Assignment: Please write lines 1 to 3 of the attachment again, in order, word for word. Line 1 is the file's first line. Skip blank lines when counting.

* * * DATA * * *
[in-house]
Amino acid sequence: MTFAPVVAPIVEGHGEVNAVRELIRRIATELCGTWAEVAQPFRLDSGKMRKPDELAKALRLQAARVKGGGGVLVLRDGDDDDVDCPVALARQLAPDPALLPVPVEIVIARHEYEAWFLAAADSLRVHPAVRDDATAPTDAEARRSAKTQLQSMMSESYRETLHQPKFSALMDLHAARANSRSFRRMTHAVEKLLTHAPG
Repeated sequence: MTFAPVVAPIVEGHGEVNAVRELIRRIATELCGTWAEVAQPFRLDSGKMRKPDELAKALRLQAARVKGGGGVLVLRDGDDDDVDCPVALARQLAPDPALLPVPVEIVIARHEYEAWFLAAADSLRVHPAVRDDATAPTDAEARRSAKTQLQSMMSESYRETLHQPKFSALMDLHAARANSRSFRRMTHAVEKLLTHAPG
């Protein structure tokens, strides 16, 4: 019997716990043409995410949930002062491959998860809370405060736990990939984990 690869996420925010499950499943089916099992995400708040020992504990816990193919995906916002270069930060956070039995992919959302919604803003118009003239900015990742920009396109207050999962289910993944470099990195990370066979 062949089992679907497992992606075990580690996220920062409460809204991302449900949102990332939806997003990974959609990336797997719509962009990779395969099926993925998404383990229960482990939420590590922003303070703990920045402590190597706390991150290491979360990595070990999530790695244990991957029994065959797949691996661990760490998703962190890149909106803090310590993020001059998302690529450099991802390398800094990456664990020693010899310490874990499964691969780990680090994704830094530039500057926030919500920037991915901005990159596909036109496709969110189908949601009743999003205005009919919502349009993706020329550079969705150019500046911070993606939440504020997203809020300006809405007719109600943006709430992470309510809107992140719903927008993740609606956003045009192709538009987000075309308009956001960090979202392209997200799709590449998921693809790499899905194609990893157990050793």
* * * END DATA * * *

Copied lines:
[in-house]
Amino acid sequence: MTFAPVVAPIVEGHGEVNAVRELIRRIATELCGTWAEVAQPFRLDSGKMRKPDELAKALRLQAARVKGGGGVLVLRDGDDDDVDCPVALARQLAPDPALLPVPVEIVIARHEYEAWFLAAADSLRVHPAVRDDATAPTDAEARRSAKTQLQSMMSESYRETLHQPKFSALMDLHAARANSRSFRRMTHAVEKLLTHAPG
Repeated sequence: MTFAPVVAPIVEGHGEVNAVRELIRRIATELCGTWAEVAQPFRLDSGKMRKPDELAKALRLQAARVKGGGGVLVLRDGDDDDVDCPVALARQLAPDPALLPVPVEIVIARHEYEAWFLAAADSLRVHPAVRDDATAPTDAEARRSAKTQLQSMMSESYRETLHQPKFSALMDLHAARANSRSFRRMTHAVEKLLTHAPG